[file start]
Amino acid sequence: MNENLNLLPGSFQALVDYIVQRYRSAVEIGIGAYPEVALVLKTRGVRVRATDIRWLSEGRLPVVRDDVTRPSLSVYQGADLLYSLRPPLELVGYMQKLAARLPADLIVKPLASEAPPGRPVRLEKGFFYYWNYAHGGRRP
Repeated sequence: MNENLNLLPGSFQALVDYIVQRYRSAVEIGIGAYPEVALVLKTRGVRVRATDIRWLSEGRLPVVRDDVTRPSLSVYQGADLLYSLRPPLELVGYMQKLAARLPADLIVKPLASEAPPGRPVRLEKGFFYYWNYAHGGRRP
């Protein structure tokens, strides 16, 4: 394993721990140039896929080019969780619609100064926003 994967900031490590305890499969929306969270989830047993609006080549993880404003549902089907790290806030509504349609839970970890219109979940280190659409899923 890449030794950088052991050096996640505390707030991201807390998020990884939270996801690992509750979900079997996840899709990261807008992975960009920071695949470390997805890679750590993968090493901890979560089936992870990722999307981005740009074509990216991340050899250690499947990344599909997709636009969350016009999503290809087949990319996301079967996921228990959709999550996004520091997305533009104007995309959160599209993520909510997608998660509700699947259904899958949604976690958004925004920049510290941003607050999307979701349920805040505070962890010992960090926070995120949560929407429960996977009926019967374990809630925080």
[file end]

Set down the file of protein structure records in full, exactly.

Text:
Amino acid sequence: MNENLNLLPGSFQALVDYIVQRYRSAVEIGIGAYPEVALVLKTRGVRVRATDIRWLSEGRLPVVRDDVTRPSLSVYQGADLLYSLRPPLELVGYMQKLAARLPADLIVKPLASEAPPGRPVRLEKGFFYYWNYAHGGRRP
Repeated sequence: MNENLNLLPGSFQALVDYIVQRYRSAVEIGIGAYPEVALVLKTRGVRVRATDIRWLSEGRLPVVRDDVTRPSLSVYQGADLLYSLRPPLELVGYMQKLAARLPADLIVKPLASEAPPGRPVRLEKGFFYYWNYAHGGRRP
């Protein structure tokens, strides 16, 4: 394993721990140039896929080019969780619609100064926003 994967900031490590305890499969929306969270989830047993609006080549993880404003549902089907790290806030509504349609839970970890219109979940280190659409899923 890449030794950088052991050096996640505390707030991201807390998020990884939270996801690992509750979900079997996840899709990261807008992975960009920071695949470390997805890679750590993968090493901890979560089936992870990722999307981005740009074509990216991340050899250690499947990344599909997709636009969350016009999503290809087949990319996301079967996921228990959709999550996004520091997305533009104007995309959160599209993520909510997608998660509700699947259904899958949604976690958004925004920049510290941003607050999307979701349920805040505070962890010992960090926070995120949560929407429960996977009926019967374990809630925080």